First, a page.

Wild Nothing: Nocturne

Wild Nothing seems to make some of the most nostalgic feeling music that I have ever heard.  The band’s songs seem to transport you to a time and place where everything was simply good. “Nocturne” is one of their songs that does just that with its atmospheric guitar riffs and Jack Tatum’s wistful vocals.

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Kerry James Marshall Exhibit

A few months ago, I went to check out the Kerry James Marshall Exhibit at the MET and didn’t have the chance to post the pictures of his paintings to this blog. Well, here they finally are.

The exhibition really opened my eyes to how great an artist Marshall is. A lot of the paintings I never saw before and I also saw his comic that I didn’t have the chance to take a photo of.

 

Revamping the Blog

I am going to change up the blog somewhat. The music video highlights will continue as well as the Sunday Soul series, but I want to incorporate long-form blogs on my thoughts and what I find interesting. When I first started this blog, I wanted to focus strictly on the arts, but now I want to shine a spotlight on black artists/musicians/writers and what people are doing for social change. This idea has been floating around in my head for

When I first started this blog, I wanted to focus strictly on the arts, but now I want to delve into my thoughts on the many facets of life, as well as shine a spotlight on black artists/musicians/writers and what people are doing for social change. This idea has been floating around in my head for some time and I want to get it out.  Hope you all are excited as I am! Thanks!

Sunday Soul: Sly and the Family Stone – Just Like a Baby

“There’s a Riot Goin’ On” is the album I always return to whenever I want to listen to Sly and the Family Stone. The album’s dark and somber tone was written during a period when the country was at war with itself. The civil rights movement was coming to end and the people were trying to figure out just how the country was going to move forward. The group produced an album that captured the modern time.

One of the best songs from the album is “Just Like a Baby” which features a slow and steady beat that incorporates the band’s funk sound. Check it out.

Manchester by the Sea Review

For the past ten years, I have been telling everyone just how great an actor Casey Affleck is. After watching both “Gone Baby Gone” and “The Assassination of Jesse James by the Coward Robert Ford,” I instantly became a fan of Affleck. His roles in both films showed a varied and moving portrayal of a man in turmoil. I was initially taken aback by Affleck, because I had no idea he was that good of an actor. He seemed to always be in the shadow of his brother Ben.

Affleck garnered significant buzz for both films and seemed destined for better acting roles. Since then, I have followed his career closely as he acted in some forgettable films and a few good ones. It took a while for Affleck to star in a movie, “Manchester By the Sea,” that showcased his stellar acting chops. With his performance being singled out by critics and Golden Globe win, I feel like a proud father as I watch the attention that he rightly deserves.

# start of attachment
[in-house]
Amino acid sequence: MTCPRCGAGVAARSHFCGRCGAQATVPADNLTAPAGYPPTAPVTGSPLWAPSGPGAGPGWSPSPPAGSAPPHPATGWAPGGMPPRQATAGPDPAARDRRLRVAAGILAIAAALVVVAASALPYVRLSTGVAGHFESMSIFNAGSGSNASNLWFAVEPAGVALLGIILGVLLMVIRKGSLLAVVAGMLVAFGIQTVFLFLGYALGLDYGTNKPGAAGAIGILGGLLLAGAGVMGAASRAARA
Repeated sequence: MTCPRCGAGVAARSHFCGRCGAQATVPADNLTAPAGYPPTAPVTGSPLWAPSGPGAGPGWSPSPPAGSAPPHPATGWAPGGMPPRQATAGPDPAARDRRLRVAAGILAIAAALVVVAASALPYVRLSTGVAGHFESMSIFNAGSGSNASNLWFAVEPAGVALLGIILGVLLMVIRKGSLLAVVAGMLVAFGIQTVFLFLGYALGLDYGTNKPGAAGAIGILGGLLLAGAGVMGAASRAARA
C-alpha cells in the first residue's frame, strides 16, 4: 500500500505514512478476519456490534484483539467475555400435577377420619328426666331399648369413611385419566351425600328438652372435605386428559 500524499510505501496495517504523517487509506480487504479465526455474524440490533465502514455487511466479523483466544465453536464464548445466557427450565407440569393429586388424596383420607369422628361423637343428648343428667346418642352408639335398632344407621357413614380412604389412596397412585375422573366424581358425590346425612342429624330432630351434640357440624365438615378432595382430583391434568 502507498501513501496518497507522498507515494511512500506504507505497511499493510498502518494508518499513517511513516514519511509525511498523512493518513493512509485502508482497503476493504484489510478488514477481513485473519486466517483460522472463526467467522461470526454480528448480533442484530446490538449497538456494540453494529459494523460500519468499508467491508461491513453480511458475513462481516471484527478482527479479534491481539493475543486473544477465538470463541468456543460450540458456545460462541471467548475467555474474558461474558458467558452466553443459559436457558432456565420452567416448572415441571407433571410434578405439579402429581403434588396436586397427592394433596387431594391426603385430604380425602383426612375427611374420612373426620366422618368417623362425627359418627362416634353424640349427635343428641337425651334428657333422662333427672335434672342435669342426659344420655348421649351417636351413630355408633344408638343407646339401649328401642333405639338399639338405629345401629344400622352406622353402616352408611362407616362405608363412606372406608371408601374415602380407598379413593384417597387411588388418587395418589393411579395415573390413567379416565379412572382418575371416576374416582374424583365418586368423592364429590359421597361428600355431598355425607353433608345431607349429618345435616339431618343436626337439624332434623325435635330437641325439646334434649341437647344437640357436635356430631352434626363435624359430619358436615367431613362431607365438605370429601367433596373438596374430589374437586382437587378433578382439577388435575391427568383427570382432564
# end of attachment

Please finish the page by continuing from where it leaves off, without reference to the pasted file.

“Manchester By the Sea” is about Lee Chandler(Affleck) a janitor living in Boston. He is a quiet and sad man that spends his time drinking and dealing with the many tenants in the apartments he maintains. One day, Lee receives a phone call from a friend telling him that his brother Joe (Kyle Chandler) has died.

Lee hops into his car and heads out to his hometown Manchester-by-the-sea and deals with the funeral arrangements for his brother and his nephew Patrick, who is now parentless. In his hometown, Lee is confronted by past demons that come rushing forth as he finds out that Joe made him the guardian of  Patrick. Lee also comes face to face with his ex-wife Randi (Michelle Williams) and struggles with his inner issues.

Casey Affleck always shines when he plays characters that are depressed, tormented or despondent in nature. He did a great job in the film “Lonesome Jim” where he played a depressed writer that is forced to return to his hometown after not attaining any success in New York. In this film, Affleck’s performance as Lee is both heartbreaking and moving. Lee is a man who is consumed by guilt that he can never shake, no matter what he tries to do. He tries to look out for his nephew the same way that Joe looked out for him after tragedy struck his family.

Lee is a man of few words that is quick to get into a fight when feeling angry or threatened. He gets into several brawls that he starts intentionally. He is afraid of the responsibility of watching for his nephew when he can barely take care of himself. He does try, which makes his plight even more captivating.

Director Kenneth Lonergan does a great job of capturing the characters issues and personal pains. He also showcases the tragedy that haunts an idyllic town as Manchester-by-the-sea for Lee and his ex-wife.

This film was one of the best films I saw in 2016 and eagerly await the Academy Awards to see if Casey Affleck will win an Oscar for his performance.

Slowdive: Alison